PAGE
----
4. Local Power or Community Choice Aggregation (CCA): Marin Clean Energy and Sonoma Clean Power are leading the way! A 100% renewable mix is available to Marin and Sonoma County residents and expanding to other opting in cities. Please see the Center for Climate Protection website listed below for details. CCA enables local control over our energy sources to ensure they’re climate-friendly, safe, price-stable and renewable. CCA is an energy supply model that allows citizens to use local resources to reduce our carbon footprint, and generate local “green” energy jobs.

5. Water Conservation & Re-Use:Roll-out conservation guidelines for new building and home improvement projects. Permit Greywater and “Purple Plumbing” (treated water re-use) solutions for businesses and residences, encourage rainwater harvesting, and reduce the red tape surrounding these emerging technologies for those who want to use them responsibly.

6. Increased service and effective connections for Buses, SMART Rail, Car-shares, Walk & Bike Paths: Reduce our carbon footprint, get cars off highway 101, give residents alternatives to volatile gasoline prices. Make the small but vital investments to improve walk and bike paths, which will pay dividends for decades to come.

7. Zero Waste Initiative: Encouraging the county to Commit to helping Santa Rosa and all our area eliminate landfill waste disposal through recycling and composting, combined with requirements for producer responsibility for toxic products, in the next 10-20 years.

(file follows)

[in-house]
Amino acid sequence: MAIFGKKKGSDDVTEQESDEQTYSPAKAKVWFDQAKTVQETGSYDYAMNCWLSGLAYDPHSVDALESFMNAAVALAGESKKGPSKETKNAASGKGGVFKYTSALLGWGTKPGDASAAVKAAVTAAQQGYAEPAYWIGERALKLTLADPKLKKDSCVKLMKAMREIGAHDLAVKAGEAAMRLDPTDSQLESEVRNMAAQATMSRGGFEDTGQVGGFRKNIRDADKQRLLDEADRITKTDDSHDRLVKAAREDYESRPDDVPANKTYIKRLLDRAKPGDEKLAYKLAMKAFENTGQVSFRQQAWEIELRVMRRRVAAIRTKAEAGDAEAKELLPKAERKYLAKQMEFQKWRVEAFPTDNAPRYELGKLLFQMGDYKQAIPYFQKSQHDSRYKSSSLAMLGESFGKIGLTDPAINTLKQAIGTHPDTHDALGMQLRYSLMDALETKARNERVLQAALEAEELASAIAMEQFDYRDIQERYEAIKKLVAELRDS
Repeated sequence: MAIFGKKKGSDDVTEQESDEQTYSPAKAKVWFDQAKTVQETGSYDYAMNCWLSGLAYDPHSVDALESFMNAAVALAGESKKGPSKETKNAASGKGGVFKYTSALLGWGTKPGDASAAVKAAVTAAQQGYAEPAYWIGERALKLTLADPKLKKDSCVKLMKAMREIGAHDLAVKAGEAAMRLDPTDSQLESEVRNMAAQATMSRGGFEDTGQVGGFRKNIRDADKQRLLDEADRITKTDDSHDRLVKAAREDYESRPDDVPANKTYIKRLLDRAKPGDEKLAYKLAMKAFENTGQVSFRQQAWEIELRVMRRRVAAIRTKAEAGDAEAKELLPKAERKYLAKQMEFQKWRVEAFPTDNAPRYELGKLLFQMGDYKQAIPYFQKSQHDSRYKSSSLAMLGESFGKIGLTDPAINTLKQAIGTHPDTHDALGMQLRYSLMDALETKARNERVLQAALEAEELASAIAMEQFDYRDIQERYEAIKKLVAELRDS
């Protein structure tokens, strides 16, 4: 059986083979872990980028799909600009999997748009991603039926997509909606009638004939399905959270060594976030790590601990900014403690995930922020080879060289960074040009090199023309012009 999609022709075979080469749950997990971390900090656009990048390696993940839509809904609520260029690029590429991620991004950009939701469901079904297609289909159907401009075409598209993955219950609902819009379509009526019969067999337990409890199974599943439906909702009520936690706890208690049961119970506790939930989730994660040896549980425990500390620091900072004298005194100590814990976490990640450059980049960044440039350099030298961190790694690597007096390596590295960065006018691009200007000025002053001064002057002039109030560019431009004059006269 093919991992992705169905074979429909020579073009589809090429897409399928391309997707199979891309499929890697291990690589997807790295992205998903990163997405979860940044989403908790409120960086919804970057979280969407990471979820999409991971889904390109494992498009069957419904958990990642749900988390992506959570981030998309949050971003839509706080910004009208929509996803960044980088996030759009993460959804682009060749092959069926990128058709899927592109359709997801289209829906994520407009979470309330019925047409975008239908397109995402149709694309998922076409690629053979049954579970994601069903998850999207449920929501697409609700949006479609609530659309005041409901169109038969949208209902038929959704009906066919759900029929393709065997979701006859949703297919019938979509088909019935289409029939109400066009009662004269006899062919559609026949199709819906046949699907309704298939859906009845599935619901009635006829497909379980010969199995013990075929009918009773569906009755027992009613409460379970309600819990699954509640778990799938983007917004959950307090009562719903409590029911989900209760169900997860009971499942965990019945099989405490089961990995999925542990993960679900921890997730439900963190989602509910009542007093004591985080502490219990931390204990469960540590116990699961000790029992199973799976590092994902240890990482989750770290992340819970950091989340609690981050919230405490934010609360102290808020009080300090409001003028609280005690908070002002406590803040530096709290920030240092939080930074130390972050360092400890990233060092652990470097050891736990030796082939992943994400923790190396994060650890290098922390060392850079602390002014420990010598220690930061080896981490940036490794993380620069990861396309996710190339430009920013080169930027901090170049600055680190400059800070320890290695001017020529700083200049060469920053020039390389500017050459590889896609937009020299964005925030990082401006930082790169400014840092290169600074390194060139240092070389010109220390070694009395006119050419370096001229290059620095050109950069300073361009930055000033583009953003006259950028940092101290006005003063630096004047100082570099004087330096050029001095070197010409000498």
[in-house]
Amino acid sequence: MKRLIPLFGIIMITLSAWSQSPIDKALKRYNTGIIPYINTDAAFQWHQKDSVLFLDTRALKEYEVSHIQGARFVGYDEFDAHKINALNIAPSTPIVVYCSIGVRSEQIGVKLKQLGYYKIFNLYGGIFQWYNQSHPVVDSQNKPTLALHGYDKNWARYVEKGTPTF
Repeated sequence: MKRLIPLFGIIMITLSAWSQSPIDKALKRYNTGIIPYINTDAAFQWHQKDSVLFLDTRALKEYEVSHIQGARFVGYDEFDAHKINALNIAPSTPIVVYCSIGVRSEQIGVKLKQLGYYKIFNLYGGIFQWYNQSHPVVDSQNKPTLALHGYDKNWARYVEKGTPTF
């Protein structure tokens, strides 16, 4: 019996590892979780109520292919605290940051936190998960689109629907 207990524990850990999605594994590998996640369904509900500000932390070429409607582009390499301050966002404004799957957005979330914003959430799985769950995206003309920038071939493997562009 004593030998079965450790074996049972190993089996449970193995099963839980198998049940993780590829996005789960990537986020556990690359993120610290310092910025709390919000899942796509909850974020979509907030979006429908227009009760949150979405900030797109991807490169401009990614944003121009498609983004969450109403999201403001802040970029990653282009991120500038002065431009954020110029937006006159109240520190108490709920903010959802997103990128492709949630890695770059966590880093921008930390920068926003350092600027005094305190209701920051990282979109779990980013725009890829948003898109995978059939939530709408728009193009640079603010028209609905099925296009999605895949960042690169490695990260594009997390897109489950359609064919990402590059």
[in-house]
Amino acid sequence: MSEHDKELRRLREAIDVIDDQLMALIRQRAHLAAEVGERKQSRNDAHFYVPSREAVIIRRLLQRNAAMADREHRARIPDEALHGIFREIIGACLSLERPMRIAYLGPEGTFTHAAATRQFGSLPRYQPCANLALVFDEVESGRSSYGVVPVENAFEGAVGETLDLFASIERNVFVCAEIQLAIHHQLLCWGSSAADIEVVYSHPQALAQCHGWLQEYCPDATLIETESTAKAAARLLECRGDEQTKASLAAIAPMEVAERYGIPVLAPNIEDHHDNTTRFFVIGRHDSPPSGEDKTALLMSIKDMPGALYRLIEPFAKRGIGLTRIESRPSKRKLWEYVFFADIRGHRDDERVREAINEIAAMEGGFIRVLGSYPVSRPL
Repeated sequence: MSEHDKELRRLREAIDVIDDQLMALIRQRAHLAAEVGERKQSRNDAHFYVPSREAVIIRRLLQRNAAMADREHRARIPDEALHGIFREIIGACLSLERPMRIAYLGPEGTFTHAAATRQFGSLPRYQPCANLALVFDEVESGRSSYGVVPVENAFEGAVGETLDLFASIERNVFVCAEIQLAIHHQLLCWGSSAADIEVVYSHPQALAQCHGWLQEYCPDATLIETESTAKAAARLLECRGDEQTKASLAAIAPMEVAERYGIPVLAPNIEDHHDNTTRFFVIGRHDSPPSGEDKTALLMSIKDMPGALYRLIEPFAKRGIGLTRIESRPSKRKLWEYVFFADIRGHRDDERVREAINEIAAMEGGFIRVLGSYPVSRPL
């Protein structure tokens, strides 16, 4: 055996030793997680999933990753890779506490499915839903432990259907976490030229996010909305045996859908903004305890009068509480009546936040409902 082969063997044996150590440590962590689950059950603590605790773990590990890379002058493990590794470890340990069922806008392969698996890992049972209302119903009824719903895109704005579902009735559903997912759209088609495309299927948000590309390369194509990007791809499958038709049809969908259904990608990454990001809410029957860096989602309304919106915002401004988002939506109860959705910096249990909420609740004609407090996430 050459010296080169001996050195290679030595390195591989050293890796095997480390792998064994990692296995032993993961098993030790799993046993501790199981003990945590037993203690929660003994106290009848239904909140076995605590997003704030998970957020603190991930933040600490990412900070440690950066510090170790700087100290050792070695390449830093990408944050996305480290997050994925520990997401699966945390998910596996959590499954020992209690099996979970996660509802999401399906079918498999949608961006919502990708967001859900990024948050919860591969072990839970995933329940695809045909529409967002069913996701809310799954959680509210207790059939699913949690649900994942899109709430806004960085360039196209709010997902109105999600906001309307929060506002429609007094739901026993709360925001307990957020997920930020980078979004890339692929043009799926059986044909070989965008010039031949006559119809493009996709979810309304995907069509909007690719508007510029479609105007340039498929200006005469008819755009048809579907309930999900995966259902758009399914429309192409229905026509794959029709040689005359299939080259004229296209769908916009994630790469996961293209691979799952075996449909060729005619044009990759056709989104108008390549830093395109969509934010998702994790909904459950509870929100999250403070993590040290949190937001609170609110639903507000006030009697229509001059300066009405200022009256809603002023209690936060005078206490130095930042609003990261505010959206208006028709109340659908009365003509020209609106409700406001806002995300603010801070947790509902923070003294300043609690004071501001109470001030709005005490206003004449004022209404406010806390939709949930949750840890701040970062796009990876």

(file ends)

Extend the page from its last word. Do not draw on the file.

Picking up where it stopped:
8+. Taxing Carbon Pollution, Zero Carbon Initiative & Cap and Share: Encouraging the Federal, State, Greater Bay Area, N. Bay Area, and County to Commit to helping Santa Rosa and all our area reduce our net carbon to zero. We need to get back down to 350 ppm net carbon (see 350.org below). We have risen to over 400 ppm and that is not a safe level. Cap and Share could be a powerful tool to help us get back to 350 ppm and is explained at the Center for Climate Protection website listed below.
http://www.350.org/


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National Organizations

The Campus Climate Challenge is a project of more than 30 leading youth organizations throughout the U.S. and Canada. The Challenge leverages the power of young people to organize on college campuses and high schools across Canada and the U.S. to win 100% Clean Energy policies at their schools. The Challenge is growing a generation-wide movement to stop global warming by reducing pollution from our high schools and colleges to zero, and leading our society to a clean energy future.
http://climatechallenge.org/

The Sierra Club is an American environmental organization founded on May 28, 1892 in San Francisco, California by the well-known preservationist John Muir, who became its first president. The Sierra Club has hundreds of thousands of members in chapters located throughout the United States.
http://sierraclub.org/

The 1Sky Campaign is dedicated to aggregating a massive nationwide movement by communicating a positive vision and a coherent set of national policies that rise to the scale of the climate challenge before us. The 1Sky campaign was created in response to the collective urgency for nationwide environmental solutions by a diverse group of determined leaders across the country. Our movement has many strengths, audiences and organizing strategies – 1Sky is aggregating and magnifying our power to positively address the urgent environmental issues of our nation.